Retail rental declines in North West among the highest in UK

Lloyd Entwistle, director, retail agency at Colliers International

The retail sector in the North West of England suffered among the highest rental declines in the UK between 2018 and 2019, according to the latest Midsummer Retail Report (MRR) by real estate advisors Colliers International.

The firm’s annual sector-leading research showed a 7.83 per cent drop in prime retail rent across the region in the past 12 months, taking the average Zone A rent down to £78 per sq ft from £85 per sq ft.

The decline in the North West between 2018 and 2019 accelerated by 6.3 per cent from 1.5 per cent in 2017 to 2018, reflecting the fading fortunes of retailers faced with a range of pressures and issues.

Colliers’ analysis in the MRR showed the fall in North West retail rental levels was the fifth highest of 12 regions, with Outer London, Scotland, the South East and Wales having higher declines.

The North West decline was higher than the national average of 7.01 per cent and a national average excluding London of 7.68 per cent, according to Colliers.

For example, Colliers reported that while rents at intu Trafford Centre remained flat and declined in Manchester and Liverpool, those in so-called secondary shopping centres such as Bolton, Blackpool and Oldham suffered double digit drops.

Although some retailers continue to take physical space, these acquisitions are focused entirely on major centres, such as Japanese fashion chain Uniqlo occupying the former BHS store on Market Street, Manchester.

Lloyd Entwistle, director, retail agency at Colliers International, said: “While there are a variety of pressures on retailers which continue to squeeze profit margins, the continued structural change in the retail marketplace is the driving force creating a significant imbalance of supply and demand.

“There is just too much space in many locations in the North West and elsewhere around the country and we are seeing more of it come back to landlords. The major cities and schemes, as we have seen over the past few years, will continue to be the winners.”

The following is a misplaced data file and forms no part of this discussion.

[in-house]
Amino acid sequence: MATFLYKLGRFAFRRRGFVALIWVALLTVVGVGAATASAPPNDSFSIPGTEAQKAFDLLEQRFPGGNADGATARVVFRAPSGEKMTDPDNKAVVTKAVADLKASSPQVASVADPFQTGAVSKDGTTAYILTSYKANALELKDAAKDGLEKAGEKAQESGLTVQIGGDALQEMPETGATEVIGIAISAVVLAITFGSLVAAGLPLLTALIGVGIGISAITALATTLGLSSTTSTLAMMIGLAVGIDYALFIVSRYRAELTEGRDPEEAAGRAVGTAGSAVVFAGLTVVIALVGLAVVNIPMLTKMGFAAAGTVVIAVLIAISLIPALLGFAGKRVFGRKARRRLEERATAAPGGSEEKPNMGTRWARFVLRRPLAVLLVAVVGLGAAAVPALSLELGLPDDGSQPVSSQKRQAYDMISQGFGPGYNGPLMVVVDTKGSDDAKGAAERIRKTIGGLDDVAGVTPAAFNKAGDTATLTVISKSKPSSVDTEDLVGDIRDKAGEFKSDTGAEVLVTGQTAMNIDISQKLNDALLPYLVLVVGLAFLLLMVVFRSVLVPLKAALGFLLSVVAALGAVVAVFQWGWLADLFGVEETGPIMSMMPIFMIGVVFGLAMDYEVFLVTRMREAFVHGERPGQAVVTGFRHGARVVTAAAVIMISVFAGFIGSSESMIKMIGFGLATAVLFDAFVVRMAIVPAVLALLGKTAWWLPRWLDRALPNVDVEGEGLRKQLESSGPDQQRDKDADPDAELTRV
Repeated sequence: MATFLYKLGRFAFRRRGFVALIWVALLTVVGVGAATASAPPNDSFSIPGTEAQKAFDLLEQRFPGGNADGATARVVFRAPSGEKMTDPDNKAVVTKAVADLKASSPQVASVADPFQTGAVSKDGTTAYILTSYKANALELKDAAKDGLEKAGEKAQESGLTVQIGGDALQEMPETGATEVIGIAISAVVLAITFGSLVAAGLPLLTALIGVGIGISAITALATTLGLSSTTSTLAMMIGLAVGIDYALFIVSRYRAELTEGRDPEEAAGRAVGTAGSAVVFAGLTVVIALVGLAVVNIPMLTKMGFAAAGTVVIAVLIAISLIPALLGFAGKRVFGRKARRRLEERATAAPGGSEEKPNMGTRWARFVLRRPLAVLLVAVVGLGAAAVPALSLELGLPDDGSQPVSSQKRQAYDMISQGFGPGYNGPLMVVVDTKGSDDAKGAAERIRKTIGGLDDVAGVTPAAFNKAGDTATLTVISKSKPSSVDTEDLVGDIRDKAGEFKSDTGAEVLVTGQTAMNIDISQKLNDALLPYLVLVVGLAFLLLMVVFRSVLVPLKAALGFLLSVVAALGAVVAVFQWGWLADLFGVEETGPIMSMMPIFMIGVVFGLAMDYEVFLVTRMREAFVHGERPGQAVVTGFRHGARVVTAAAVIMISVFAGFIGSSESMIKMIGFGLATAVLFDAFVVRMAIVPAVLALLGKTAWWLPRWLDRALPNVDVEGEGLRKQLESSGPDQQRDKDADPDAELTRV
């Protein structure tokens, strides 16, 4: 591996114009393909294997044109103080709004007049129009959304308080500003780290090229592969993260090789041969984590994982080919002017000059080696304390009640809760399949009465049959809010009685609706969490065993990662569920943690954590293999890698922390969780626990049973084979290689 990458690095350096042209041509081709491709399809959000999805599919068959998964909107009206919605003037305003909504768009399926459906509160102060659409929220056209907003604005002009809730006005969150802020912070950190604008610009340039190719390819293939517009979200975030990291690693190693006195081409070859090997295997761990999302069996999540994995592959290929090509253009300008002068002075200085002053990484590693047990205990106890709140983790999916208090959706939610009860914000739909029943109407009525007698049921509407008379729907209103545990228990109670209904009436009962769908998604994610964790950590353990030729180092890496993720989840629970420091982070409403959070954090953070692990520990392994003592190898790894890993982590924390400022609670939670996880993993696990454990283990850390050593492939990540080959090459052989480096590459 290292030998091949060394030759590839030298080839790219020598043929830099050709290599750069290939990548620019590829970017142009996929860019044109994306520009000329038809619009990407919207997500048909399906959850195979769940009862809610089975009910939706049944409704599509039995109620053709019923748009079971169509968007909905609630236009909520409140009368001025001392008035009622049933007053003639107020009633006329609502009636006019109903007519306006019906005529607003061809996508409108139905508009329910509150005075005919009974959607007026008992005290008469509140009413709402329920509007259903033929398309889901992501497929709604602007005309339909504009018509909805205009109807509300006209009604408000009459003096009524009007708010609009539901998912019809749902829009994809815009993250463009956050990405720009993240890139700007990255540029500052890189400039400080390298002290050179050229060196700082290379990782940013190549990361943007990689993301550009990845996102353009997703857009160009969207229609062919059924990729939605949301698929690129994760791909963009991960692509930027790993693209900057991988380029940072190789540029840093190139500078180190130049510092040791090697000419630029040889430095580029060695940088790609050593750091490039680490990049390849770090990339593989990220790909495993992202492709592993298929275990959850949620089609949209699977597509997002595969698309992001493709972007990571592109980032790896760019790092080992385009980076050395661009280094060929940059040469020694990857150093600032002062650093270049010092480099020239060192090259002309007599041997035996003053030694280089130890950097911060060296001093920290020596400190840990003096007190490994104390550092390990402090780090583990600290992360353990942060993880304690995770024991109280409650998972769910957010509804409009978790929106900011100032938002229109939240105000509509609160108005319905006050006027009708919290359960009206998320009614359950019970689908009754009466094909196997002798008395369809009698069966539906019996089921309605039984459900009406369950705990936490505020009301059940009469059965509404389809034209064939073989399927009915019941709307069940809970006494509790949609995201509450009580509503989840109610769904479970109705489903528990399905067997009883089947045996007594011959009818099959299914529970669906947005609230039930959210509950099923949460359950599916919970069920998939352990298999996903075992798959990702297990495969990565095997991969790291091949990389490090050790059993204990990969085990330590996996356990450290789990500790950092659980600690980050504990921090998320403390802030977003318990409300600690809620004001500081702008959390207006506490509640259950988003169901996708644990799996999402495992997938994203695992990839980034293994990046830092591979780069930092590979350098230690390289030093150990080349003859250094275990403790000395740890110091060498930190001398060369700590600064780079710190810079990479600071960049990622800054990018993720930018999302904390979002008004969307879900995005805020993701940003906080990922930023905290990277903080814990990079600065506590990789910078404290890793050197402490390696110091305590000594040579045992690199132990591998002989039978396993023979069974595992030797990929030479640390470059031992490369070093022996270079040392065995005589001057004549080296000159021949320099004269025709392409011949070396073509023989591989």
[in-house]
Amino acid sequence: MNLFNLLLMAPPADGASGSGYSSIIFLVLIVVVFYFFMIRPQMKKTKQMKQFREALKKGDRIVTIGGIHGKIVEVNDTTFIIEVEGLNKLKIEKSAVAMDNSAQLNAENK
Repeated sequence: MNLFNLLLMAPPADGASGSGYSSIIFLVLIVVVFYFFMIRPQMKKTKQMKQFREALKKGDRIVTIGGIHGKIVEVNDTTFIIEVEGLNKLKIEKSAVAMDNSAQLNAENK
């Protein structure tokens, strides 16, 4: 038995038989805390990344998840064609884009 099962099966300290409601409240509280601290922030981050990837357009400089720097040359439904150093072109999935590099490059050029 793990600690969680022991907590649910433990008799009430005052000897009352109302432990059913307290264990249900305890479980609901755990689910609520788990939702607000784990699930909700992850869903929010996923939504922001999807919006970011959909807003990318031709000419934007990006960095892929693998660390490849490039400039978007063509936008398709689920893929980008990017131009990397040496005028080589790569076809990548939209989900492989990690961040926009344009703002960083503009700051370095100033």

He said ‘pockets’ of space in affluent and attractive market towns such as Wilmslow and Altrincham will enjoy continued demand from retailers trading well and making profit, but even in the very best markets, Colliers is dealing with vacant space that will not be re-let as retail.

Lloyd said: “We are working on sites across the region to find alternative uses for redundant retail space left by department stores such and hotels, offices, residential and retirement living.

“Consequently, the North West and other regions need to re-think retail and find a solution to move forward and regenerate failing town centres.”

Key factors affecting retailers with bricks and mortar store portfolios include the ongoing migration of shoppers to online causing footfall to decline, rising business rate and staff costs and cautious consumer spending affected by prolonged political and economic uncertainty caused by Brexit.

On a national basis, the Midsummer Retail Report suggested that the ‘golden age’ of online retail was coming to an end with evidence of a ‘crackdown’ on free delivery, supermarkets making a loss on online grocery, and a growing perception that online delivery fulfilment is harming the environment and increasing ‘product miles’.

The research also showed that a rising number of landlords were investigating how to integrate ‘shopping that supports a cause’ to reflect trends such a sustainability, climate change and the international refugee crisis.